Outside of usability and privacy issues, the incentives and infrastructures of ad tech may tempt news organizations into producing and distributing specific types of news. Economics of scale dictated by advertising mean that ad dollars only become tangible when large numbers of people view them. Journalistic investigations4344 and academic studies inside newsrooms4546 have shown that reporters and editors feel pressured to produce news and make operations decisions according to the demands of advertising structures and metrics.
As the publishing industry adopts organizational roles, routines, and metrics inherited from the tech industry,47 as well as the ad sales industry, more metrics-oriented design decisions have come to shape how news is distributed and consumed. Engagement metrics are measurements of how an audience engages with a website. This includes clicks (how many people click on ads on a site), hits (pageviews), sessions (everything a reader does while on a site), uniques (number of unique visitors to the site), and more.48 Even the words “article” and “content” denote different values and priorities in news production. Whereas the word “article” is used in journalism, and is ostensibly imbued with journalistic commitment to inform the public with a dedication to objective coverage, the word “content” comes from the tech industry and denotes the written word’s role within a larger infrastructure of content delivery built for specific goals, such as driving engagement and generating revenue.
The Columbia Journalism Review wrote extensively on these competing motivations in its coverage of the 2014 departure of Jill Abramson, the executive editor of The New York Times, and the rise of her successor, Dean Baquet. CJR reported that Baquet believes the traditional “wall” between the editorial and business sections of the paper must be blurred in order to ensure the precarious survival of the Times: “Baquet … says flatly that the traditional news-advertising divide has become a luxury the Times can no longer afford. … Pulling that off, he says, required cooperation with the business side.”49 Jill Abramson, however, remarked the opposite: “I didn’t want the energy of our journalists focused on revenue-producing products.”50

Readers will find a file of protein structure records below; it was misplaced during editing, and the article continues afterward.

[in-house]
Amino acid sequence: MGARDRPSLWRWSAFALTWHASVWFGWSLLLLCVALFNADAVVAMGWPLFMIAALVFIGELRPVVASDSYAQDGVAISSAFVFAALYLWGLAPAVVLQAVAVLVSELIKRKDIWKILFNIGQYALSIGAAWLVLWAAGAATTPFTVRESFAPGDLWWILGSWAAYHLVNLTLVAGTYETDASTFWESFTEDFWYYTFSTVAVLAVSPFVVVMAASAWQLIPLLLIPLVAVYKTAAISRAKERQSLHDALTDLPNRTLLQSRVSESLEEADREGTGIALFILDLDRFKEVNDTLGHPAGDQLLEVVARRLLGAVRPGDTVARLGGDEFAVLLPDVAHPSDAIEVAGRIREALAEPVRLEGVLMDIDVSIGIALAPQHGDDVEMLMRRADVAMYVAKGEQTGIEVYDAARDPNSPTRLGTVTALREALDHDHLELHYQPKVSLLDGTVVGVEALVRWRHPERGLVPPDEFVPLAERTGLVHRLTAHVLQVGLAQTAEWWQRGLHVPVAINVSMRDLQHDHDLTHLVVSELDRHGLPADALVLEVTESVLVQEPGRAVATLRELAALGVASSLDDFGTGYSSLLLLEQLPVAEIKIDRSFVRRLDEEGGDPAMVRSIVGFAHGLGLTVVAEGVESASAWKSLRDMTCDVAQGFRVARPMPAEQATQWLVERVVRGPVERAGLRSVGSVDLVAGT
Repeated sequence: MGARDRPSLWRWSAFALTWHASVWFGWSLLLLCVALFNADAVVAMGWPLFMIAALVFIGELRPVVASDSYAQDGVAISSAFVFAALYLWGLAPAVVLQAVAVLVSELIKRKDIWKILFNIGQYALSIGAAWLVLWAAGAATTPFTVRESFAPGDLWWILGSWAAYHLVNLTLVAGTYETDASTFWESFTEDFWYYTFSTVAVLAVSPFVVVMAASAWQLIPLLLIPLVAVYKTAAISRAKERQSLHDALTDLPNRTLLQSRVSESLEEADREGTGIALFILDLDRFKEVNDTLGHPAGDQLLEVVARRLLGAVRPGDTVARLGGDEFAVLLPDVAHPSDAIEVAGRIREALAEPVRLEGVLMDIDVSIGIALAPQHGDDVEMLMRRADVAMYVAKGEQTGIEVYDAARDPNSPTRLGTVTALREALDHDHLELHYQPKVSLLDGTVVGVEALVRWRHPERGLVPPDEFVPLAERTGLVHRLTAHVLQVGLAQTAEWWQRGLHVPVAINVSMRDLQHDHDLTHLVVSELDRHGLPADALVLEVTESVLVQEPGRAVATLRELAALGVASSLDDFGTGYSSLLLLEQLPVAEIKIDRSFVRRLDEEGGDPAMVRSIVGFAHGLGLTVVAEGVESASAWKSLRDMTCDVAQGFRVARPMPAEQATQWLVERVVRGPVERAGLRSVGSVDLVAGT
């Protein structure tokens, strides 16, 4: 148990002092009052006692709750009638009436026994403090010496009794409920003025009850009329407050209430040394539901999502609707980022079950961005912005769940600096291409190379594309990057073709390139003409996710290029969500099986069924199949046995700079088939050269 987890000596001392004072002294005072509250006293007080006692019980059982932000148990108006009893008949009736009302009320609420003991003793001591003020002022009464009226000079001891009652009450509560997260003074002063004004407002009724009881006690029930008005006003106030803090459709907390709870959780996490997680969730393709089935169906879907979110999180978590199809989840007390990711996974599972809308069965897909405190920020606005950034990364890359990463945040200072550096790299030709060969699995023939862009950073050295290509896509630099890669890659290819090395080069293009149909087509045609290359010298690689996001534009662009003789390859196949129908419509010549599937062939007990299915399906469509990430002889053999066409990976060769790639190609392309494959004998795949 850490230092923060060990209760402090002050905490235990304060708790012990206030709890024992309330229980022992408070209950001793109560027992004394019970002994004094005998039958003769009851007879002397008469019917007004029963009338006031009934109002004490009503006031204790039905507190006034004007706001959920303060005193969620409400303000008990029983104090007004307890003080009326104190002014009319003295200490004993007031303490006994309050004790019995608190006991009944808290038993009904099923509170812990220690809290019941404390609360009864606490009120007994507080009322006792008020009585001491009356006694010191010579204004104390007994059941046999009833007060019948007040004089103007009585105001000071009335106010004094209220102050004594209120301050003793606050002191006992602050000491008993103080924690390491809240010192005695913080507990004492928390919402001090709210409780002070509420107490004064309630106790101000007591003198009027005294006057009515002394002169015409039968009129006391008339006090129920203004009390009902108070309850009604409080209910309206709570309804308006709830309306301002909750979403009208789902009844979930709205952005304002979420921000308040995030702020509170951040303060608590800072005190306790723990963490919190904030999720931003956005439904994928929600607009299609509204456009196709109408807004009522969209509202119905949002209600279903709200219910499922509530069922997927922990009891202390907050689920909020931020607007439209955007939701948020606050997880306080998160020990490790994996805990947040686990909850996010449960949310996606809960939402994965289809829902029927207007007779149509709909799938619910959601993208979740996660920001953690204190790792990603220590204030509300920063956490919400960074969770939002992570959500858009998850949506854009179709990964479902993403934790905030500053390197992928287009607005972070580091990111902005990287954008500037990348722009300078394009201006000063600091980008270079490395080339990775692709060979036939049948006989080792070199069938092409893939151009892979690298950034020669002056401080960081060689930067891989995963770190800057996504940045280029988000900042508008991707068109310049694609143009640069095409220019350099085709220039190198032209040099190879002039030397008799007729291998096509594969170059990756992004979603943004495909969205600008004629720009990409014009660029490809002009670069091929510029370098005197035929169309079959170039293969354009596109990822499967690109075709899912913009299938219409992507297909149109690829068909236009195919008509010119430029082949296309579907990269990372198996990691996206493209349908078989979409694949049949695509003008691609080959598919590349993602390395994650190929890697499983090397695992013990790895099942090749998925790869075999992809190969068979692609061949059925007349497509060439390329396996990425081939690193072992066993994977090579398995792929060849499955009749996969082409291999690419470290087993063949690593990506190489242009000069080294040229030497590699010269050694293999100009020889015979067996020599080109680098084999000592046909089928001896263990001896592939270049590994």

Angele Christin, a communications scholar at Stanford, conducted a study on one newsroom each in the United States and Europe, finding that both reporters and editors internalize and respond to the analytics and metrics of advertising, and ad tech’s engagement programs.51 “Engagement programs” are software programs, such as the popular ChartBeat,52 which measure and display engagement metrics.53
Christin found that while different in their exact responses, neither newsroom was immune to the influence of engagement programs. Either reporters, or editors, took these numbers into account when making decisions about what sort of stories to write, how to write them, and how to manage, incentivize, and promote reporters:
Web analytics are used by some editors as performance indicators for managing their personnel, especially when deciding how to promote and compensate journalists. … At several [news] sites in New York and Paris, this correlation between revenue and traffic is even more clear: writers are “paid by the click,” as a percentage of the advertising revenues that their articles attract. They might also receive substantial bonuses when their articles are highly shared on social media.54
This is a dramatic shift from prior generations of journalists, who wrote primarily for the approval of their peers and reputational rewards.55
YouTube provides a stark example of how engagement metrics change what sort of content is incentivized and algorithmically distributed in the attention economy. Media critic Zeynep Tufekci wrote about a Wall Street Journal investigation reportedly showing that YouTube’s recommendation algorithm pushes viewers toward videos that are ever more extreme, potentially facilitating viewers’ radicalization:
What keeps people glued to YouTube? Its algorithm seems to have concluded that people are drawn to content that is more extreme than what they started with—or to incendiary content in general. … The Wall Street Journal conducted an investigation of YouTube content … It found that YouTube often “fed far-right or far-left videos to users who watched relatively mainstream news sources,” and that such extremist tendencies were evident with a wide variety of material. If you searched for information on the flu vaccine, you were recommended anti-vaccination conspiracy videos.56
Journalists should reflect on the relationship between publishers and advertisers, usability and privacy issues presented by ad tech, how the structures of advertising incentivize specific operational and organizational decisions inside newsrooms, and whether it’s a reasonable expectation that advertising continue to underwrite journalism. With that in mind, let’s turn to one of the actors in this system siphoning money away from both advertisers and publishers: fraud.
iv. Fraud and bots